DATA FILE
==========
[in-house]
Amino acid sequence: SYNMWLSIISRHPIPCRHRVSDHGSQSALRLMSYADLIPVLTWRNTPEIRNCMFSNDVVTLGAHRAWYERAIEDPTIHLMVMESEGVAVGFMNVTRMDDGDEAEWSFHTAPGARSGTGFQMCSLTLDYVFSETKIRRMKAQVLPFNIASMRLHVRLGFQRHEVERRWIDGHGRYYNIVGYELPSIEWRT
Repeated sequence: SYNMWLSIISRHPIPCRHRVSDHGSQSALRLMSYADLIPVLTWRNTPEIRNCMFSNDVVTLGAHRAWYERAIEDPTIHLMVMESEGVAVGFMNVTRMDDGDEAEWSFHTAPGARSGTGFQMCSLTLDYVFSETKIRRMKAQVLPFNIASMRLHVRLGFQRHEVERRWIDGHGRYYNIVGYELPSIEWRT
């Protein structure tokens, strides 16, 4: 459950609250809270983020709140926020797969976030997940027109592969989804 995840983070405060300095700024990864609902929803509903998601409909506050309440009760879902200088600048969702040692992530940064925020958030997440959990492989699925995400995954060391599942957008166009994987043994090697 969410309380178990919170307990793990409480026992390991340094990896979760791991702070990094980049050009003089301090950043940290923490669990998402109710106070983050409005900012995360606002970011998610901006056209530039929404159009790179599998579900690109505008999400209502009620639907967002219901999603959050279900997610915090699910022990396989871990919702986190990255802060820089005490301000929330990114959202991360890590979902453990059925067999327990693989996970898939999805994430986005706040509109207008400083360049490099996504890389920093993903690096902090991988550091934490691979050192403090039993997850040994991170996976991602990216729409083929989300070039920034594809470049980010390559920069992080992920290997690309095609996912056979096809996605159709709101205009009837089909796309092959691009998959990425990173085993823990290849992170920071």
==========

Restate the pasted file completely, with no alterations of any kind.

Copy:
[in-house]
Amino acid sequence: SYNMWLSIISRHPIPCRHRVSDHGSQSALRLMSYADLIPVLTWRNTPEIRNCMFSNDVVTLGAHRAWYERAIEDPTIHLMVMESEGVAVGFMNVTRMDDGDEAEWSFHTAPGARSGTGFQMCSLTLDYVFSETKIRRMKAQVLPFNIASMRLHVRLGFQRHEVERRWIDGHGRYYNIVGYELPSIEWRT
Repeated sequence: SYNMWLSIISRHPIPCRHRVSDHGSQSALRLMSYADLIPVLTWRNTPEIRNCMFSNDVVTLGAHRAWYERAIEDPTIHLMVMESEGVAVGFMNVTRMDDGDEAEWSFHTAPGARSGTGFQMCSLTLDYVFSETKIRRMKAQVLPFNIASMRLHVRLGFQRHEVERRWIDGHGRYYNIVGYELPSIEWRT
């Protein structure tokens, strides 16, 4: 459950609250809270983020709140926020797969976030997940027109592969989804 995840983070405060300095700024990864609902929803509903998601409909506050309440009760879902200088600048969702040692992530940064925020958030997440959990492989699925995400995954060391599942957008166009994987043994090697 969410309380178990919170307990793990409480026992390991340094990896979760791991702070990094980049050009003089301090950043940290923490669990998402109710106070983050409005900012995360606002970011998610901006056209530039929404159009790179599998579900690109505008999400209502009620639907967002219901999603959050279900997610915090699910022990396989871990919702986190990255802060820089005490301000929330990114959202991360890590979902453990059925067999327990693989996970898939999805994430986005706040509109207008400083360049490099996504890389920093993903690096902090991988550091934490691979050192403090039993997850040994991170996976991602990216729409083929989300070039920034594809470049980010390559920069992080992920290997690309095609996912056979096809996605159709709101205009009837089909796309092959691009998959990425990173085993823990290849992170920071």